My childhood friends were multiracial. My friends in kindergarten were mainly Chinese [Malaysians] but when I was in primary school the first boy I met was a Malay [Malaysian]. His name was Yunazri and I remember him well as my sister and I were a few days late coming to class because of the change from Chinese-[medium] school. We were placed right at the back. He was the class monitor and came over to arrange chairs and tables for us on our first day. It was an act of kindness by someone from a different background which I still remember.
When did you first become aware of the concept of race?
In secondary school. In your teenage years when people talk about having relationships and you’re warned about being careful not to fall in love with a Malay [Malaysian] boy because you will have to convert. I think that’s when race hit us. But before that, in primary school, it wasn’t an issue. I remember being invited to my Malay [Malaysian] friends’ homes after playing to eat with them. I have memories of them sharing with me ikan kembong with sambal stuffed in the middle.
What does being Malaysian mean to you?
Family photo of Yeoh’s mother, Tong Choon Lee (standing third from left)
Back when the (Petronas) Twin Towers first came up and people talked about Vision 2020, I remember feeling proud. It was only after secondary school, when you have to make decisions about your higher education, that you realise getting into local universities is difficult because of quotas. I think that’s the first form of discrimination that hits us.
So you realise that going to a local university is not an option at all. You have to spend time doing the Sijil Tinggi Persekolahan Malaysia (STPM) and still you might not get the university course you like. So my parents worked very hard to see us off to university in Australia — both me and my sister at the same time. It was a huge burden.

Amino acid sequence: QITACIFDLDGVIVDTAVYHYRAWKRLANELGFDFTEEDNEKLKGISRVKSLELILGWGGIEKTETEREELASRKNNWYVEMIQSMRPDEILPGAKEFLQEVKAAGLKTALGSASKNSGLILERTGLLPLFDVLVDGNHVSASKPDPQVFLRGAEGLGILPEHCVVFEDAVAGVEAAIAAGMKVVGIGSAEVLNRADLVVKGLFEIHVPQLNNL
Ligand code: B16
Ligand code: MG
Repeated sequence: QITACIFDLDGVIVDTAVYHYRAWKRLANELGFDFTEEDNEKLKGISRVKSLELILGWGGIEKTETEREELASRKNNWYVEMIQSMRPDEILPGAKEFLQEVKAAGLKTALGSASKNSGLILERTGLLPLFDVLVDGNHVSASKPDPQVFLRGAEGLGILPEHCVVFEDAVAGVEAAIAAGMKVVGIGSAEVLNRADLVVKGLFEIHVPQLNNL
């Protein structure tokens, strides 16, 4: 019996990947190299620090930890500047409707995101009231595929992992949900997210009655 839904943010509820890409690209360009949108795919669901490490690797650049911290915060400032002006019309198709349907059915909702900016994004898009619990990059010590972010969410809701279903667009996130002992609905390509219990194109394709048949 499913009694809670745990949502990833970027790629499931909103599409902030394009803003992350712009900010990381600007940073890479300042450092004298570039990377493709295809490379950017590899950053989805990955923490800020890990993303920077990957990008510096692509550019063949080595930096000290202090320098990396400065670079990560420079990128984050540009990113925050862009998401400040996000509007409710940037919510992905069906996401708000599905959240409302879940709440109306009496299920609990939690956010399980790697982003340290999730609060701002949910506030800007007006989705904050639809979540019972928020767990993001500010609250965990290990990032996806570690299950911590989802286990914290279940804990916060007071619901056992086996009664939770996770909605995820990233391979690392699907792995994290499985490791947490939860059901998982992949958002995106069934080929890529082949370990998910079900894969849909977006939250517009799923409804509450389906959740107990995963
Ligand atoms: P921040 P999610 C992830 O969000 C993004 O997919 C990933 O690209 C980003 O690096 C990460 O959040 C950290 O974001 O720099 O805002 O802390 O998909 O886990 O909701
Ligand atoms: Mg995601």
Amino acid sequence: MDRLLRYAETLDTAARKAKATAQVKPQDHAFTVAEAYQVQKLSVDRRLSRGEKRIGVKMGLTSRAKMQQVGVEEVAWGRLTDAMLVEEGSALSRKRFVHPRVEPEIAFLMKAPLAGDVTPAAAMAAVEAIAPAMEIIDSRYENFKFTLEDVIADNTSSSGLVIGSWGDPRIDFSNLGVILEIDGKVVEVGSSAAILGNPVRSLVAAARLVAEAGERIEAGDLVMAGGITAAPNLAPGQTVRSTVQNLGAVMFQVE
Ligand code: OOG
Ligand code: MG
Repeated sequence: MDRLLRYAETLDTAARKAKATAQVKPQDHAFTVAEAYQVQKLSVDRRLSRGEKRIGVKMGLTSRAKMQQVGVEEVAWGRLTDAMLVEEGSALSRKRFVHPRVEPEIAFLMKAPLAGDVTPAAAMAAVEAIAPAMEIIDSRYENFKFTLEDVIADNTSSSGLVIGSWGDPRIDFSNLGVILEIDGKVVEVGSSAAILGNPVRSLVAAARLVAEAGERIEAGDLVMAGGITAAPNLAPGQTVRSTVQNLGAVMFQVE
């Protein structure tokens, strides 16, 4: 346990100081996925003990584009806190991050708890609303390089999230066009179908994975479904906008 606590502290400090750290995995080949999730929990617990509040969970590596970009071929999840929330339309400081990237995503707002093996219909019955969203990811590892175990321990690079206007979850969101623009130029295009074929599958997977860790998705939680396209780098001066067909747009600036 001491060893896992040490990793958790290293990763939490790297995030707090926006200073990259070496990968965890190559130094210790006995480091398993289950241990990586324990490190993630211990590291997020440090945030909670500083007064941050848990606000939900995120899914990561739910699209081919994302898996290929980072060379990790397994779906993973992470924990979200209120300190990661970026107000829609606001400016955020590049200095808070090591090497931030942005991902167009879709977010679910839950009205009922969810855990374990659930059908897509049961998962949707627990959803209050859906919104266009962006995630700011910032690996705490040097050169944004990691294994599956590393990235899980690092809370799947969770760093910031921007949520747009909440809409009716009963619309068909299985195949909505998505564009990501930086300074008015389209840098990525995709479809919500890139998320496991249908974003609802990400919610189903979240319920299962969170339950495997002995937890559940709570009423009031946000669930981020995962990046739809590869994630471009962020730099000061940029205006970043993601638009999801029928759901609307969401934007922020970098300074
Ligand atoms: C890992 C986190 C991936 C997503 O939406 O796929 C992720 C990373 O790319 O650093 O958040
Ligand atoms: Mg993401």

That’s why a lot of people who study overseas feel indebted to their parents because they know their education was paid for with their parents’ life savings. And to be able to return the favour to your parents is so hard to do in Malaysia when you are starting off with such low pay. That’s why a lot of [young Malaysians] choose to work overseas so that they can repay their parents. Even if they can’t come home, they can send money back.
Carried by father Yeoh Qoe Thai while mum Tong Choon Lee carries sister Megan
at her full moon celebration
It hit me when I came back and found public transportation so bad. I had started to do chambering and had to travel between courts. Law firms require you to get your own car. You earn RM1,800 and RM800 of that goes to the hire purchase for the car. It was during that time that friends and I started to ask, why are things in our country like this, what’s happened to basic things like public transportation? What about the poor and the welfare system? Only then did I start to become politically aware.
I am proud to be Malaysian because we are known for our rich diversity of cultures. I’m proud of the fact that we’re able to live together. But we’re never known for good governance. So I don’t mean that I’m proud of our political system or government. I’m becoming very aware of the actual political conditions in this country and how leaders try to split us. It’s [been] hard for me to feel proud in recent times.
With husband Ramachandran Muniandy
And yet you want to work in politics for a better Malaysia?
I’m a Christian and I’ve learnt that there is a greater purpose than just living life for myself. So even though I would really love to go overseas and get a career that gives me a good life, I think about others here who cannot afford the education that I had.
There must be a season of your life, if not your entire life, when you give back to society and for me this is the season. I don’t know where this will take me. I just suddenly found myself in this. There was a need for young professionals [to contest] in the 2008 elections and I had to do my part.
What kind of Malaysia do you wish for?
I want a country with [colour-blind] policies and government. I also want a Malaysia that is corruption-free. Only then will your local council function well, and will taxpayers’ money be spent on contracts that give the people value for money. Without corruption, quality of life will improve. Malaysia will be a country that works for everybody.